But he returned when Jacques Martin took the head coaching job here in Florida under the condition that Mike would be the teams general manager. That lasted one year as Keenan left, or was fired, depending on who you talk to shortly after the Roberto Luongo trade. Mike landed in Calgary and coached the Flames for two seasons, getting them into the playoffs both years, but after two first round exits was fired with one year left on his contract. Not the first time that’s happened to Keenan, but the Flames have missed the playoffs three seasons consecutively under Brent Sutter, who was also relieved of his duties this past season. It’s always easier to fire one, than to try and move 20, but these are good examples of the players being let off the hook for their ineptitude.
So you have some of the “skinny” so to speak about his history, and though a significant amount has been left out, Mike Keenan can still be the right coach for the right team. He interviewed this summer for the vacant spot in Washington, but the Capitals chose former player Adam Oates instead. Personally Iron Mike is probably the kick in the tush that Alex Ovechkin needs. He’s more focused and intense than most coaches we know and have seen. Is it too much? He says he’s mellowed, and I think he has, but if you want to win, and you want to win now, and not in 5 years, than Mike can be your guy. No doubt, like Ken Hitchcock to name one other coach, Iron Mike’s shelf life is short. Let’s see how long the fans and players in St. Louis are in love with “Hitch Hockey”.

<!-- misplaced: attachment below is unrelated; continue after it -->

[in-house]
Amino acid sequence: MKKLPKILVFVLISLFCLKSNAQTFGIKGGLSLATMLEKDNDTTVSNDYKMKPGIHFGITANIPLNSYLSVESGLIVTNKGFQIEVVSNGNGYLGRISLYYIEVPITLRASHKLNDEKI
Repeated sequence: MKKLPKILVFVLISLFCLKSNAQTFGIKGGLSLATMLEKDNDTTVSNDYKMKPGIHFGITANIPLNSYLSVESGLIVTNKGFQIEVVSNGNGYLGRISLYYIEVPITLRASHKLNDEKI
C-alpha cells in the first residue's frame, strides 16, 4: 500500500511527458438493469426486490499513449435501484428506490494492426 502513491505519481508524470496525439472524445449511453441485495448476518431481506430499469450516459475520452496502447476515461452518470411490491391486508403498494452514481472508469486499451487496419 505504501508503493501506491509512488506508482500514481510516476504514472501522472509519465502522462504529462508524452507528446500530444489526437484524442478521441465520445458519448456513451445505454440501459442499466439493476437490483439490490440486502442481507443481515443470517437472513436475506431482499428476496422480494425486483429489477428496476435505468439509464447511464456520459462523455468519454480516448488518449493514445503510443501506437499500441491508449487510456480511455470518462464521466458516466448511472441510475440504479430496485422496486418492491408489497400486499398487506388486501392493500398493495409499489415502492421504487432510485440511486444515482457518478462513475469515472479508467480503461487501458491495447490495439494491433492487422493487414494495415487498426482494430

Keenan is fifth all time in the NHL with 672 regular season wins, and has 96 wins in the post season. Not many coaches will ever see these kinds of numbers, nor will they have half the success that Mike has had. Yes he’s likely burned a lot of bridges, and rubbed people the wrong way, however I think he proved in his last stint in Calgary that he’s adapted to the game, and style of today.